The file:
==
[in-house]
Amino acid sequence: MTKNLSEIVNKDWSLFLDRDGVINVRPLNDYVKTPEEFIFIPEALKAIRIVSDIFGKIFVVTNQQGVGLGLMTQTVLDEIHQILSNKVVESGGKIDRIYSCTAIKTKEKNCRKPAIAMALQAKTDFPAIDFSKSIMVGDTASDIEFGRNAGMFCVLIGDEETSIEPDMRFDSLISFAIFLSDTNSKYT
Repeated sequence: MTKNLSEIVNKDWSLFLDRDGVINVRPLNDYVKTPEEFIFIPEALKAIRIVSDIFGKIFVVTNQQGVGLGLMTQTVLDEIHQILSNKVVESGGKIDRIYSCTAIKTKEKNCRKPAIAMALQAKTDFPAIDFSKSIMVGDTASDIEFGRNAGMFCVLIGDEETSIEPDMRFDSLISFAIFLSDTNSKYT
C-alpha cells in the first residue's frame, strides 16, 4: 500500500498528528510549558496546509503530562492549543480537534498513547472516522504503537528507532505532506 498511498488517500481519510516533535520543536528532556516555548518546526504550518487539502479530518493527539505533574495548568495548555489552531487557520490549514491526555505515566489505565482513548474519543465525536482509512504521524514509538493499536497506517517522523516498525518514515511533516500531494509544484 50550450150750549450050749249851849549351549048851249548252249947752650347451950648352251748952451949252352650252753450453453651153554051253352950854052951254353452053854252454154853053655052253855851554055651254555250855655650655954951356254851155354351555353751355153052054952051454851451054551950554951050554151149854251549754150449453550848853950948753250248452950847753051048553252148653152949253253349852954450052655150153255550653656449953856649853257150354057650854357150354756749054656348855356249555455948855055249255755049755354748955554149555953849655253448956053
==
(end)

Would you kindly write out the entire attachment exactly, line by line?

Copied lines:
[in-house]
Amino acid sequence: MTKNLSEIVNKDWSLFLDRDGVINVRPLNDYVKTPEEFIFIPEALKAIRIVSDIFGKIFVVTNQQGVGLGLMTQTVLDEIHQILSNKVVESGGKIDRIYSCTAIKTKEKNCRKPAIAMALQAKTDFPAIDFSKSIMVGDTASDIEFGRNAGMFCVLIGDEETSIEPDMRFDSLISFAIFLSDTNSKYT
Repeated sequence: MTKNLSEIVNKDWSLFLDRDGVINVRPLNDYVKTPEEFIFIPEALKAIRIVSDIFGKIFVVTNQQGVGLGLMTQTVLDEIHQILSNKVVESGGKIDRIYSCTAIKTKEKNCRKPAIAMALQAKTDFPAIDFSKSIMVGDTASDIEFGRNAGMFCVLIGDEETSIEPDMRFDSLISFAIFLSDTNSKYT
C-alpha cells in the first residue's frame, strides 16, 4: 500500500498528528510549558496546509503530562492549543480537534498513547472516522504503537528507532505532506 498511498488517500481519510516533535520543536528532556516555548518546526504550518487539502479530518493527539505533574495548568495548555489552531487557520490549514491526555505515566489505565482513548474519543465525536482509512504521524514509538493499536497506517517522523516498525518514515511533516500531494509544484 50550450150750549450050749249851849549351549048851249548252249947752650347451950648352251748952451949252352650252753450453453651153554051253352950854052951254353452053854252454154853053655052253855851554055651254555250855655650655954951356254851155354351555353751355153052054952051454851451054551950554951050554151149854251549754150449453550848853950948753250248452950847753051048553252148653152949253253349852954450052655150153255550653656449953856649853257150354057650854357150354756749054656348855356249555455948855055249255755049755354748955554149555953849655253448956053